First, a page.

Build a waddle and daub house like they did in Jamestown, create pilgrim costumes, set up a beaver trading post as you study Dutch settlers, cook a batch of William Penn's applesauce, perform a play on the Pilgrims, eat a semi-authentic Thanksgiving feast, and more during this fun 4 lesson unit study on Early American Settlers.
- Jamestown Lesson - This is part 1 of a 4 part hands-on unit on America's Early Settlers. Build a waddle and daub house like they did in Jamestown, dress as cavaliers and hunt for gold, cook and taste gruel, and more!
- Pilgrims Lesson - This is part 2 of a 4 part hands-on unit on America's Early Settlers. Create pilgrim costumes, make stewed pompion (pumpkin), plant corn, and more!
- Dutch and Swede Settlers of Early America Lesson - This is part 3 of a 4 part hands-on unit on Early American Settlers. Make butter, bake authentic Dutch Christmas cookies, set up a beaver trading post, build log cabins out of craft sticks, and more!
- William Penn and Thirteen Colonies Lesson - This is part 4 of a 4 part hands-on unit study on Early American Settlers. Cook a batch of Dutch applesauce, match up the Thirteen Colonies, and make costumes to prepare for the Thanksgiving Presentation.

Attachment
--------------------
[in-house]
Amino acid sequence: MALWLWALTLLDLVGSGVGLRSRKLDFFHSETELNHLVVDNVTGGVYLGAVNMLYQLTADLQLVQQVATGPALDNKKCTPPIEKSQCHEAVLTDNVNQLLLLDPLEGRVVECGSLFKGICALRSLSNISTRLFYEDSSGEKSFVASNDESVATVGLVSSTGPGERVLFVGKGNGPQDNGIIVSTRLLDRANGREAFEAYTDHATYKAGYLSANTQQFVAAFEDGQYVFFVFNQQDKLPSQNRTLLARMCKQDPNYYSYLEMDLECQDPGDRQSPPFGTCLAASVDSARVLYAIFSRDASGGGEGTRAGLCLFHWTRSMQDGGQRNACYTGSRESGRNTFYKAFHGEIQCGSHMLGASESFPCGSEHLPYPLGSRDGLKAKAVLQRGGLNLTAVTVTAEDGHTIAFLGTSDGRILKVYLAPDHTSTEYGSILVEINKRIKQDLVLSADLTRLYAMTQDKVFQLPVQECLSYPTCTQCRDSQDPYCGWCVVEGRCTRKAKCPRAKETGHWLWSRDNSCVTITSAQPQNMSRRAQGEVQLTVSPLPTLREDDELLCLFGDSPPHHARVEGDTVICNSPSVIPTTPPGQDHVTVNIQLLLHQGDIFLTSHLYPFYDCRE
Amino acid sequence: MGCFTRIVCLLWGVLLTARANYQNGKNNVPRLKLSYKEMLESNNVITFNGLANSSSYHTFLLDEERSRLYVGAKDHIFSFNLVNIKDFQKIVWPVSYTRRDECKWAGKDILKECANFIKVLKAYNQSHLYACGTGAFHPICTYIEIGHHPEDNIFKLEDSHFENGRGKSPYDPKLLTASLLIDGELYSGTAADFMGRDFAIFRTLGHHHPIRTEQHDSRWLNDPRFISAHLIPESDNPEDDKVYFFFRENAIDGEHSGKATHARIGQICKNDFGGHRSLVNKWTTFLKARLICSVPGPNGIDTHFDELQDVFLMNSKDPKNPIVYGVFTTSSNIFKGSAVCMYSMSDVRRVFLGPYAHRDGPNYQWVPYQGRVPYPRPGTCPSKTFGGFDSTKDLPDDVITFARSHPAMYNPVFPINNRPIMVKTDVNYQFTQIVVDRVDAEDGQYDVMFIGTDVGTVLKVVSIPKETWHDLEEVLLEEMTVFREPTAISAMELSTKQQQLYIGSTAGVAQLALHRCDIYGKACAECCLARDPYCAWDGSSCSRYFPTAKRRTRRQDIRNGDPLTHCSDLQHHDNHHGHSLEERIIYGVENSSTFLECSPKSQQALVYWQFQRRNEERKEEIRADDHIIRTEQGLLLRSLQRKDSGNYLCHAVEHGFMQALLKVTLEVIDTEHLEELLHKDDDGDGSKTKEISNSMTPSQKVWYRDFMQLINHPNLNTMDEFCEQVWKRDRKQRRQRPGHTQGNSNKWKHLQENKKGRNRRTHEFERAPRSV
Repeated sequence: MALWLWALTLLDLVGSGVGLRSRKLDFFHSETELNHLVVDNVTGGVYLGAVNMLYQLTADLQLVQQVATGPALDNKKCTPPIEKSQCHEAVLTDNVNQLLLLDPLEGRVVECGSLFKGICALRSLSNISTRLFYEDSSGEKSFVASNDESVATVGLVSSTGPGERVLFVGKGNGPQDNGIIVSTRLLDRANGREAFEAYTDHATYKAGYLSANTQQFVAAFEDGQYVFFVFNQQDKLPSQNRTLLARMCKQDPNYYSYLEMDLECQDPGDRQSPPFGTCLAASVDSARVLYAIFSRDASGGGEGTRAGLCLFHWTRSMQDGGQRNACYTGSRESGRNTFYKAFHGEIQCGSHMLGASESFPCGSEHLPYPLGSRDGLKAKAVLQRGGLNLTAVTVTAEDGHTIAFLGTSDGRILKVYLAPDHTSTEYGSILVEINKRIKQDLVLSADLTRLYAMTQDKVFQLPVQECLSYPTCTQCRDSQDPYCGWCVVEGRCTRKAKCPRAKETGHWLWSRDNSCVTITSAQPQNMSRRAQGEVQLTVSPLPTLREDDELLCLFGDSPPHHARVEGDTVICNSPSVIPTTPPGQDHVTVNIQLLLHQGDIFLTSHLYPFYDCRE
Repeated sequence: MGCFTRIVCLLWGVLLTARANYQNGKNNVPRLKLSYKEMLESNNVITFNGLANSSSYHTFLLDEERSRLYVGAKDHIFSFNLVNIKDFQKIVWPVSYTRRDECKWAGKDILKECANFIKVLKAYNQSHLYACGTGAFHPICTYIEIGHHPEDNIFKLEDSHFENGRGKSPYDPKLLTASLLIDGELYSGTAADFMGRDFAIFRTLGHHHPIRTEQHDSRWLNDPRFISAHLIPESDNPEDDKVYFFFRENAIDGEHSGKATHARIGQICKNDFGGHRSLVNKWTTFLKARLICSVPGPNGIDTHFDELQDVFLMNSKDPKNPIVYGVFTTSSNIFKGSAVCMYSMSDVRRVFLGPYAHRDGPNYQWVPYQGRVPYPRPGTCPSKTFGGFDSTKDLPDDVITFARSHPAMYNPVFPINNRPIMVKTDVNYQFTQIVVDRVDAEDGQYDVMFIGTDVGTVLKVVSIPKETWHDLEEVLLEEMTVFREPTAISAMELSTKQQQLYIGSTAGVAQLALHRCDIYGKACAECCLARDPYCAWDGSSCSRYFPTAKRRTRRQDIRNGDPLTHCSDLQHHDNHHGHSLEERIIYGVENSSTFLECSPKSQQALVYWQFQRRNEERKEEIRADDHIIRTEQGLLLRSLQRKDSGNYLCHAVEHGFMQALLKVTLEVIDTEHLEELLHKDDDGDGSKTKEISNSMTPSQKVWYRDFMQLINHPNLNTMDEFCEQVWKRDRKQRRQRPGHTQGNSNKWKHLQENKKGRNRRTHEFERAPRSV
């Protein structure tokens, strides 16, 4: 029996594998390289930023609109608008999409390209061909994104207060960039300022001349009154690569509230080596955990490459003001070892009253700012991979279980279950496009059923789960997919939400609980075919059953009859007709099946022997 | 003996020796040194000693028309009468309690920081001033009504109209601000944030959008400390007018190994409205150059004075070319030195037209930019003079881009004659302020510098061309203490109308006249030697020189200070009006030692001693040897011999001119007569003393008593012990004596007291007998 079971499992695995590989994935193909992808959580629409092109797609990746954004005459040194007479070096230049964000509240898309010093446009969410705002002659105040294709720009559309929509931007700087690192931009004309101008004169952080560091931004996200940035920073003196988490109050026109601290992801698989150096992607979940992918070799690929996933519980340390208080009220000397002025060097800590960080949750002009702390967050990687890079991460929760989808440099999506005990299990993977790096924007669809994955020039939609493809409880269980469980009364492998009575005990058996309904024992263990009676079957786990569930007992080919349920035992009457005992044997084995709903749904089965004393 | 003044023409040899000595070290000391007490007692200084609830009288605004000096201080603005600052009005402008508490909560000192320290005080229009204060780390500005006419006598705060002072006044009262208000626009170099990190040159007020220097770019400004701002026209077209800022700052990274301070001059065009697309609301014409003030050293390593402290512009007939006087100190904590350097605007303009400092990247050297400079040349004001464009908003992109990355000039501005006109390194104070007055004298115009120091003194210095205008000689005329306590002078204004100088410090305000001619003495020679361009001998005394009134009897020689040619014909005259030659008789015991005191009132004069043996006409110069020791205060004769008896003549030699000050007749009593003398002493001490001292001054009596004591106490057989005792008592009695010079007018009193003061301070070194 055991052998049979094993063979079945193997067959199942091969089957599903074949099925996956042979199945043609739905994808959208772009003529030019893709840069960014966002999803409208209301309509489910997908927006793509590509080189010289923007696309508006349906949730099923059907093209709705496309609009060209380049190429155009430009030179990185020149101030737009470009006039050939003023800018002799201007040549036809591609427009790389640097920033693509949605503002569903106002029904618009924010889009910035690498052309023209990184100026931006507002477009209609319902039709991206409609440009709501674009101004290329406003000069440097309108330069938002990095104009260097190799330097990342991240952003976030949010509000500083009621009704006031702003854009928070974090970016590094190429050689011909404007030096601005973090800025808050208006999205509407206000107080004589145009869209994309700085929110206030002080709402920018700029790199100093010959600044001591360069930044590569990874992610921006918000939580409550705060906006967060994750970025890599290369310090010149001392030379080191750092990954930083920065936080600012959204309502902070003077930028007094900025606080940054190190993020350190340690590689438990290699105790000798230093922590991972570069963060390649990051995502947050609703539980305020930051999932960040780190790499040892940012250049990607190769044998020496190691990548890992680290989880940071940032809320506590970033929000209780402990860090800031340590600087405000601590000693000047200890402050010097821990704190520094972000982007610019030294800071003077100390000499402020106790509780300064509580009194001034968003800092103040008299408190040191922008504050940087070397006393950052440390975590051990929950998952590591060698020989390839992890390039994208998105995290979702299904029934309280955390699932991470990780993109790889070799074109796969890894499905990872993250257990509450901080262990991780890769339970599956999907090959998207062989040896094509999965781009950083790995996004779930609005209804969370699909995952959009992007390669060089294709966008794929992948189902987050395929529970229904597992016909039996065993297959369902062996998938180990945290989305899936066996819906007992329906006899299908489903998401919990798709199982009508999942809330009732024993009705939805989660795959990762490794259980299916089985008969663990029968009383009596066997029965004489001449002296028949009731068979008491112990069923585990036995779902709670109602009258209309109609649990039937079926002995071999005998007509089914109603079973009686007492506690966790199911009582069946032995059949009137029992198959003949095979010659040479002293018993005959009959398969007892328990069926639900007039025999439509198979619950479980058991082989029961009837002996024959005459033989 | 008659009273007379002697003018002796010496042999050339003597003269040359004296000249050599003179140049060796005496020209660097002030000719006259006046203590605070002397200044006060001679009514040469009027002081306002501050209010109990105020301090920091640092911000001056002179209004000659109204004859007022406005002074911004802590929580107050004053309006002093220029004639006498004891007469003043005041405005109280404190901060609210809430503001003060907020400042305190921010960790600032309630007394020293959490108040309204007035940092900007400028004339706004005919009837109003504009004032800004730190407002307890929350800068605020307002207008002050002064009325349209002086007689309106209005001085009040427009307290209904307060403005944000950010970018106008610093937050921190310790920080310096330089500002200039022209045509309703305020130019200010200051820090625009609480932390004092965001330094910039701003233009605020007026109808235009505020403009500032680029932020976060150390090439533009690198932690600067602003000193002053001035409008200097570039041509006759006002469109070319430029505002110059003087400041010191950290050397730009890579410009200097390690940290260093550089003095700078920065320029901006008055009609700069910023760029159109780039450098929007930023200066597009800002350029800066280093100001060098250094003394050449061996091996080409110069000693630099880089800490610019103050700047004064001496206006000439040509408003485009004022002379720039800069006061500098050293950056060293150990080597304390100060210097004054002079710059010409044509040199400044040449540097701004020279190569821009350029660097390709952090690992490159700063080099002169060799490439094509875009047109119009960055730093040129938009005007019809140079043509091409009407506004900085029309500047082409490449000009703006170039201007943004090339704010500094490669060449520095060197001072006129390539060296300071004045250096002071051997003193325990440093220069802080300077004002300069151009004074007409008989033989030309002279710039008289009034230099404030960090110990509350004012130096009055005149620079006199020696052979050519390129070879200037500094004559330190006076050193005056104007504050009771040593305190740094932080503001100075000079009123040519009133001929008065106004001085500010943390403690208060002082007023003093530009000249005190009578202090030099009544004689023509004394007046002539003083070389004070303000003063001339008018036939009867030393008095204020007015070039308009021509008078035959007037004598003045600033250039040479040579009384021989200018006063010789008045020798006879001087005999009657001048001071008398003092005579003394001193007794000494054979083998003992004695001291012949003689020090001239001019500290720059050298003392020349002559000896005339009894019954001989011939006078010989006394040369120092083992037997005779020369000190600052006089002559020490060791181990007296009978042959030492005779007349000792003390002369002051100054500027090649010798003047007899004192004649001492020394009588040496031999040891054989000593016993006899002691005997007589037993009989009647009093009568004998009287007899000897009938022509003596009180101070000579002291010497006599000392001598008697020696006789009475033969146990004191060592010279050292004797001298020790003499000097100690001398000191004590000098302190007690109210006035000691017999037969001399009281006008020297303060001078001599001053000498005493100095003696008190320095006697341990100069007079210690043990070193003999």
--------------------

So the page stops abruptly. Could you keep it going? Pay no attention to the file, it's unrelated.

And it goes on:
- Thanksgiving Feast, Children's Play, & Authentic Recipes - This is the end of the unit activity for a 4 week hands-on unit on Early American Settlers. Eat a feast (complete with authentic dishes), perform a fun Thanksgiving play, and sing a Psalm (just as the Pilgrims did for their Thanksgiving feasts). Authentic and semi-authentic recipes are included!
- Fun, FREE Hands-On Unit Studies - Over the years I have posted over 35 science and social-studies based unit studies, compromised of more than 170 lessons. The unit studies include the Human Body, Simple Machines, Earth Science, Medieval Period, American Revolution, Pioneer Life, Countries of the World, and many more! For each lesson I have included activities (with photos), our favorite books and YouTube video clips, lapbook links, and other resources.
Free Relevant Lapbooks
YouTube Clips We Enjoyed
Would you like to teach this way every day?
I use Konos Curriculum as a springboard from which to plan my lessons. It's a wonderful curriculum and was created by moms with active boys!
If you're new to homeschooling or in need of some fresh guidance, I highly recommend Konos' HomeSchoolMentor.com program! Watch videos on-line of what to do each day and how to teach it in this great hands-on format!